This is the last in a series about ‘loving teamship’ that started with loving your teammates and then loving your team. It is also the flip side of the post Loving Leadership that talked about leaders loving their staff members. It may seem strange to talk about loving the team leader, especially because that love is focused on one person while all the other posts talk about loving an entire class of people or a group, but Jesus commanded us to love one another, so why would the team leader be excluded from those we are to love?
Hebrews 13:17 is a good starting point for this topic. It includes some very practical advice about how you should relate to your leaders, which the biblical author points out is in your own best interest to follow:
“Have confidence in your leaders and submit to their authority, because they keep watch over you as those who must give an account. Do this so that their work will be a joy, not a burden, for that would be of no benefit to you.”
Restated, the key point is “Let your leaders lead because when their work is a joy, yours will be too!” You can have confidence in them and submit to them because they in turn are accountable to someone over them (perhaps a board or an overseer, and always ultimately to God himself).
It is a lot easier to say “Yes, we should love our leaders” than it is to say, “so I should love my leader” because it is easier to love people in abstract than to love a specific human being with specific traits in a specific scenario. Team members should keep in mind that Christian leaders are as fallible as they are. We all do the best we can, earnestly desiring to grow more like Jesus every day. So I understand that it can be hard to love your leader. It can also be hard to love your neighbour, but that doesn’t give us an excuse not to.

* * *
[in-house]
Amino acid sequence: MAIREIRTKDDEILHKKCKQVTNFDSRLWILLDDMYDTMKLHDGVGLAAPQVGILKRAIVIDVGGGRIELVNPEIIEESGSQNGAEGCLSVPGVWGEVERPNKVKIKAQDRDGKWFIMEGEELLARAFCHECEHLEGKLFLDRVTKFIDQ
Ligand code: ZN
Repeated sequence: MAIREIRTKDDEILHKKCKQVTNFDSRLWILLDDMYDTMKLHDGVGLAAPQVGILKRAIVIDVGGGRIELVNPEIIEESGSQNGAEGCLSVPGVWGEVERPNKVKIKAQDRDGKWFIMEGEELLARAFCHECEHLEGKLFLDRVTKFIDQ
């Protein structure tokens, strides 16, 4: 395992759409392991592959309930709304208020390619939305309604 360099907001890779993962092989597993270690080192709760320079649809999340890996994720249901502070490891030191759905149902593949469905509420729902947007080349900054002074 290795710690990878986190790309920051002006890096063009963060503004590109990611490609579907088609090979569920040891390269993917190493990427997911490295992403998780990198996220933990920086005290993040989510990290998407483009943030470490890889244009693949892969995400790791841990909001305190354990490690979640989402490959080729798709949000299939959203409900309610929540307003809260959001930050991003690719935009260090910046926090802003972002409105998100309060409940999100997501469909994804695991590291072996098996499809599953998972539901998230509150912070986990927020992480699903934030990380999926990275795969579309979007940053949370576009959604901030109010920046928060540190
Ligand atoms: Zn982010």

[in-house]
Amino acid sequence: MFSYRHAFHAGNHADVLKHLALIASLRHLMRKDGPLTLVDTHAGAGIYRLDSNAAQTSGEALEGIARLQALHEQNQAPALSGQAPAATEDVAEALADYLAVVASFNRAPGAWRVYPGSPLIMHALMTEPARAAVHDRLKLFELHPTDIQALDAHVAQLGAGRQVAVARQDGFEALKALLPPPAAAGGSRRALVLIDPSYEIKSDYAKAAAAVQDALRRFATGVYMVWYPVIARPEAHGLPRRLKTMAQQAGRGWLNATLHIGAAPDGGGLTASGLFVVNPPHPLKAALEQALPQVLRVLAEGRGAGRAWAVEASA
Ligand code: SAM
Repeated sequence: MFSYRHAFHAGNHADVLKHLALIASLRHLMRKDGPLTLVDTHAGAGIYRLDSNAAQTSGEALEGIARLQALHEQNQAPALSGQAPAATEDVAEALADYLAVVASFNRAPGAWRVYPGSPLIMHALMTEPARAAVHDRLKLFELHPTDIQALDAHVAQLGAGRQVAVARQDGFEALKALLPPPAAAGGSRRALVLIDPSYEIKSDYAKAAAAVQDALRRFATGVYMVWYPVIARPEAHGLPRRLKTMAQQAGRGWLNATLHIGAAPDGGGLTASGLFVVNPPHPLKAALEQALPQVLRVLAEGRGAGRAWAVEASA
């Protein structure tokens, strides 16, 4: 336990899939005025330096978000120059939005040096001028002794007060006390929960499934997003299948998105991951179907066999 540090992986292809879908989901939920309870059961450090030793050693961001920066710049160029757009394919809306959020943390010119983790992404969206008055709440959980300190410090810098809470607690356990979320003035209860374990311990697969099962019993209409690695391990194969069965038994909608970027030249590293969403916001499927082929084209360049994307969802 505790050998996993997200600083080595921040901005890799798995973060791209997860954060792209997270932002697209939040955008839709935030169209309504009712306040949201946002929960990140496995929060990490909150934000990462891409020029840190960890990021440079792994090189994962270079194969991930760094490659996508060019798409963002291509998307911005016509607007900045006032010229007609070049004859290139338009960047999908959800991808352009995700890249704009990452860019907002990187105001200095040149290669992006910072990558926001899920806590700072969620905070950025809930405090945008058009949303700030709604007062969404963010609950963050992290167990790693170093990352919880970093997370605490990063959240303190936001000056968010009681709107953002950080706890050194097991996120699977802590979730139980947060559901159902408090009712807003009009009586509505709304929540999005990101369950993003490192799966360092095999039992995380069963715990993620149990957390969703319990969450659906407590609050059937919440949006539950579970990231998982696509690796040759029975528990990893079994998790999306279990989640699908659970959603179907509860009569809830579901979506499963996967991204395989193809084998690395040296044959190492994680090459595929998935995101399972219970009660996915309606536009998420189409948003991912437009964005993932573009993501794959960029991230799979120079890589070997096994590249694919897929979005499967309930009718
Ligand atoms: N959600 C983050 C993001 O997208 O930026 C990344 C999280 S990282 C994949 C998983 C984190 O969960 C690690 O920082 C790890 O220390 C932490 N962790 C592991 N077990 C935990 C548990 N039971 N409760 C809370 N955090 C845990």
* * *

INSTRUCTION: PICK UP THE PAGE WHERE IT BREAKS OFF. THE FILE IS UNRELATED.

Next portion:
The power differential in an employment relationship does present some potential obstacles to loving your leader and these do need to be dealt when they arise. One of these I’ve already posted about and more will come in future posts.
But on the topic of demonstrating love for your leader, here are some basic ideas to start with.
Relations with the team leader
The best way to show love for a leader, aside from what you would do for any other person, is to help the leader lead. There are several specific ways a team member can do this.
- Pray for them Pray that the leader would be sensitive to the Holy Spirit, for God’s blessing on their leadership and that you would be helpful to the leader as you work together to accomplish the ministry’s mission. Don’t forget to pray that you too would be sensitive to the Holy Spirit!
- Offer your suggestions. Leaders love suggestions. While leaders should have lots of ideas, they are not the only ones to whom the Lord gives vision and ideas. Suggestions are welcome because:
- it shows that team members are really thinking about the organization and not just their jobs – this indicates they are engaged in the mission
- it reinforces the “we’re in this together” attitude, which really builds team spirit
- it shares the burden of being creative. It’s one thing to do what has already been thought about; it’s quite another thing to think about what hasn’t already been done
- it shows that you are creative, and that is good for your career if you aspire to a leadership role
These ideas all come together in this piece of advice: The best way to love your team leader is to exercise leadership yourself in tune with theirs.